Town of Irondequoit
1280 Titus Avenue
Rochester, New York 14617
Office Hours: Monday - Friday,
8:30 a.m. - 4:30 p.m.
The Town Assessor’s duties and responsibilities are determined by the New York State Real Property Tax Law and include: Preparation of the annual assessment role; administration of the complaint (grievance)/tax certiorari procedure; administration of exemptions; administration of the STAR program; and management of the continuous townwide revaluation effort. The Town has a New York State certified Assessor appointed to a term of six years.
This site was created to provide easily accessible, up-to-date assessment information on all residential and commercial properties in the Town of Irondequoit. It is your primary research tool for the Irondequoit tax roll. We hope you'll find all you need to know on this site.
Lake Ontario and Connected Waterways Assessment Relief Act
The Irondequoit Town Board has voted to opt-in to New York State's Lake Ontario and Connected Waterways Assessment Relief Act. This act allows homeowners who were adversely impacted by the severe flooding experienced this year to apply for a one-year reassessment on the improved value of your property based on the damage incurred. The act waives the typical State deadline of March 1st to apply for a property assessment.
The new deadline for waterfront property owners to apply for assessment relief under this act is, November 7th, 2017. Anyone interested in applying for assessment relief should submit an application to the Town Assessor's Office (1280 Titus Avenue, first floor).
For more information on this relief act, please visit the NYS website at: https://www.tax.ny.gov/research/property/Lake_Ontario_Legislation.htm
Why Are Property Assessments Important?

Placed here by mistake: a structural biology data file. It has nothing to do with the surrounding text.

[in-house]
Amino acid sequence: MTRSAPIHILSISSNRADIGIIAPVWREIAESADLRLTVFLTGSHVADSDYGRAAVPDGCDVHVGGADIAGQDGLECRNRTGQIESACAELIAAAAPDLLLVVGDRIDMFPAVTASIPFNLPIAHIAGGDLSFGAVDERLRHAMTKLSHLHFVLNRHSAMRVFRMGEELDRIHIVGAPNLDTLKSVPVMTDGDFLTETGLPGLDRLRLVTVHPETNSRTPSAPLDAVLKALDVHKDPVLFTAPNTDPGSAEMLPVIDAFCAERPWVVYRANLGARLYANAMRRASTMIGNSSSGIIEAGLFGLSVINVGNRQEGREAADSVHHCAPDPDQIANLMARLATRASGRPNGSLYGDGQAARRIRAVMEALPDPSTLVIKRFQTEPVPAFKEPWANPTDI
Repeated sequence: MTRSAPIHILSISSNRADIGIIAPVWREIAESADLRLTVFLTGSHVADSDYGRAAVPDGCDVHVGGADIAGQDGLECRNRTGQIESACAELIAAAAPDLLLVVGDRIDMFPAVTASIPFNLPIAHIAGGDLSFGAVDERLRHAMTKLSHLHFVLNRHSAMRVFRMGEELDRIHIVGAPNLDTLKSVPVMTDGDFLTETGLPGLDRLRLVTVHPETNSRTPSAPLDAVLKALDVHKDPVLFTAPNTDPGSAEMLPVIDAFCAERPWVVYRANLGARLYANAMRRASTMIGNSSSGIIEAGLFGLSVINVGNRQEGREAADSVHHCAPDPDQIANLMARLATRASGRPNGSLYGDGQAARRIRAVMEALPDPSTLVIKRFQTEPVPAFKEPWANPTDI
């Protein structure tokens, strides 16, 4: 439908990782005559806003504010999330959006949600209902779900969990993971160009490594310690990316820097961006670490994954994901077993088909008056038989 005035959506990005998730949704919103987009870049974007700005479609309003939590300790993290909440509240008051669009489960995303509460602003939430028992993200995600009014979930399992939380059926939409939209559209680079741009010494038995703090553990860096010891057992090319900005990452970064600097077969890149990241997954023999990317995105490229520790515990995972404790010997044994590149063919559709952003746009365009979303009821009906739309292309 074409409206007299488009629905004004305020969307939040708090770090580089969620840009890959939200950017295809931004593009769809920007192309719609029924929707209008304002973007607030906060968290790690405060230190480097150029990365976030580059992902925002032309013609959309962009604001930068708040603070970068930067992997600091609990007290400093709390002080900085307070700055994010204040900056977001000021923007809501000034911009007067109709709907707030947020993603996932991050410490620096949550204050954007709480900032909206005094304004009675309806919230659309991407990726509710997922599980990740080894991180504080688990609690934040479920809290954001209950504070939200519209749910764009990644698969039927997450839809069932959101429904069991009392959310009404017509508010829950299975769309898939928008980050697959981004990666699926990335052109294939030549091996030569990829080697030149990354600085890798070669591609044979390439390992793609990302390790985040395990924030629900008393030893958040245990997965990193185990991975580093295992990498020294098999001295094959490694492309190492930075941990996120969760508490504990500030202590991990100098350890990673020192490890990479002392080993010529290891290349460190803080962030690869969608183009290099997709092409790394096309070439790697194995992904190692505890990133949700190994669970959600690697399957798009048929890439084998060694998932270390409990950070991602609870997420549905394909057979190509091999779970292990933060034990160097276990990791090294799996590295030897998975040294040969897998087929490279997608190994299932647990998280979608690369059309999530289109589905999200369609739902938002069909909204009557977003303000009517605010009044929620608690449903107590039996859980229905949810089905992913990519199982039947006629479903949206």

Property assessments are necessary to equitably distribute the tax burden among all property owners based upon the market value of their property. Properties are appraised so that some of the costs associated with providing services, such as public education, fire and police protection, roads and utilities, can be allocated to property owners in proportion to the market value of their individual properties.
What If I Don't Agree With My Assessed Value?
All property owners have the right to a review of their property assessment. The process by which assessments may be challenged involves the following three options:
- Informal Hearing
- Formal Grievance Process
- Small Claims Court
Informal Assessment Reviews Accepted Year-Round. Determinations Will Be Made March 1 - April 15. If, after an Informal Hearing, you are not satisfied with the value placed on your property, you may utilize the formal grievance procedure to appeal an assessment.
NOTE: The Informal Review does not take the place of the Formal Grievance Application.
More information on the formal grievance procedure is provided below:
NOTE: Irondequoit requires that you submit two sets of the application with documentation.